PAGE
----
We must respond, however, to the objection that maintains that formulations like ours are imbued with a complacent catastrophism, in which, in our desire to find a way out of our evil plight, the necessity of its destruction is disguised as a chronicle of lamentations. It is true that every generation of revolutionaries, ever since the proletarian project for a classless society has existed, was convinced that its struggle was decisive and that the prevailing social order had finally reached the point of its inevitable downfall; or at least, the point at which the requirements for its preservation would compel it to subject the majority of men to such conditions of existence that men would be, so to speak, forced to become conscious and to commit to revolution. And instead it was demonstrated that, on every such occasion, the limits of what was endurable could still be further extended, with the invariable result of an increasingly more sophisticated cowardice and simulation among the worthy citizens of ignominy.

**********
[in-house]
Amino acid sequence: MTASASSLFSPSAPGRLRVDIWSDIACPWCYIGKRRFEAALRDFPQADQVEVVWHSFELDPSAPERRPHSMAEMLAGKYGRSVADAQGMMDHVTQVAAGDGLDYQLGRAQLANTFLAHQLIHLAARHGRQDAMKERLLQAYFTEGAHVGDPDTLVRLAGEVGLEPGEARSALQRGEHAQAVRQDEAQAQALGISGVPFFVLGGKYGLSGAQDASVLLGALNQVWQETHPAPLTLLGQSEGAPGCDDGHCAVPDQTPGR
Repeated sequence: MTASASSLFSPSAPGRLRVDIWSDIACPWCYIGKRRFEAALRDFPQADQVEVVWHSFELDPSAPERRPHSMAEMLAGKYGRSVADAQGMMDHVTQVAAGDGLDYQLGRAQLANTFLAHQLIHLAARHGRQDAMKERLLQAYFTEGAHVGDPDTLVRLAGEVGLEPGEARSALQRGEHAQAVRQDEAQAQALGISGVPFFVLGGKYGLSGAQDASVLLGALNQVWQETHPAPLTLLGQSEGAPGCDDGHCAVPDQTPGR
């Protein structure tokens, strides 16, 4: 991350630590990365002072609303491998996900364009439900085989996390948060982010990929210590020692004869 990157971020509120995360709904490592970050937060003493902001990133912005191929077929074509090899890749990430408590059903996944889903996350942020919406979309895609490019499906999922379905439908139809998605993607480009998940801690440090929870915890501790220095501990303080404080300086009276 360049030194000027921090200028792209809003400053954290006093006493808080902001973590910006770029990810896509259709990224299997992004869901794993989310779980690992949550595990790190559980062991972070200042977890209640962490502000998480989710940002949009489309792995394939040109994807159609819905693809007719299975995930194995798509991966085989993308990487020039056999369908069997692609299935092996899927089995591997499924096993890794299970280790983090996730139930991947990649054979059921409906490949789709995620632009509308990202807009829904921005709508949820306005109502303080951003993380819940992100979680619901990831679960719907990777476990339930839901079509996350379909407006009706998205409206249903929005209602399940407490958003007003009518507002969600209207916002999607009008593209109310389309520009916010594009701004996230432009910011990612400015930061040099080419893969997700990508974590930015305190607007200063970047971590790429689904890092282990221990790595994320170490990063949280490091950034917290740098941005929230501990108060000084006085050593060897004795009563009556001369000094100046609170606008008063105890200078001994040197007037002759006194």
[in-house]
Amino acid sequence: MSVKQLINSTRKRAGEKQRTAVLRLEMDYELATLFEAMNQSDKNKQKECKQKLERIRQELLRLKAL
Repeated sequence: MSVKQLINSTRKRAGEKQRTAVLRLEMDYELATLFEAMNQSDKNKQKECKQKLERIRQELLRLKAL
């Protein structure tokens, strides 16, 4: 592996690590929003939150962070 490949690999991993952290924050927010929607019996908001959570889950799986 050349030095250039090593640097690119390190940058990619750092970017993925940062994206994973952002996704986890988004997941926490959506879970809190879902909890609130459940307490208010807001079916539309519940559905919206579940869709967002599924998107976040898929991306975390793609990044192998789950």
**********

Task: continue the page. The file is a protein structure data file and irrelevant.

It is not our intention to speak ironically about the role played by the illusions that the revolutionaries of the past often cultivated about their own action: we will leave that to those realists who, with regard to their own affairs, obtain immediate consolation and enjoyment by submerging themselves in the current abjectness, which is well adapted, of course, to their minuscule appetites. We shall prefer to always to be mistaken together with those who thought that they were the last generation to endure the mutilation of life and did not conceive that the accumulation of dispossession could be perpetuated, rather than be correct with those who defeated them or with the heirs of their conquerors; it just so happens that today, the best reasons, because they are the least “scientific”, of those defeated rebels, are the most concrete and most urgent. For all those people who, in spite of everything, will not identify with the forces of inertia that are plunging us ever more precipitously down the slope of programmed horror, these reasons are as tangible as the macabre project of making the results of the prolific development of commodities irreversible, and, in a sinister parody of the revolutionary project of the total man, as the project of over-equipping the worthlessness of individuals, of definitively reducing them to the status of convulsive marionettes, agitated by their innumerable commodity prostheses, in response to the rhythm of an ubiquitous telematic machinery. And all of these defeated reasons therefore continue to pass their judgments on the subsequent development in its entirety, so that we shall be able to condemn it with full knowledge of its causes.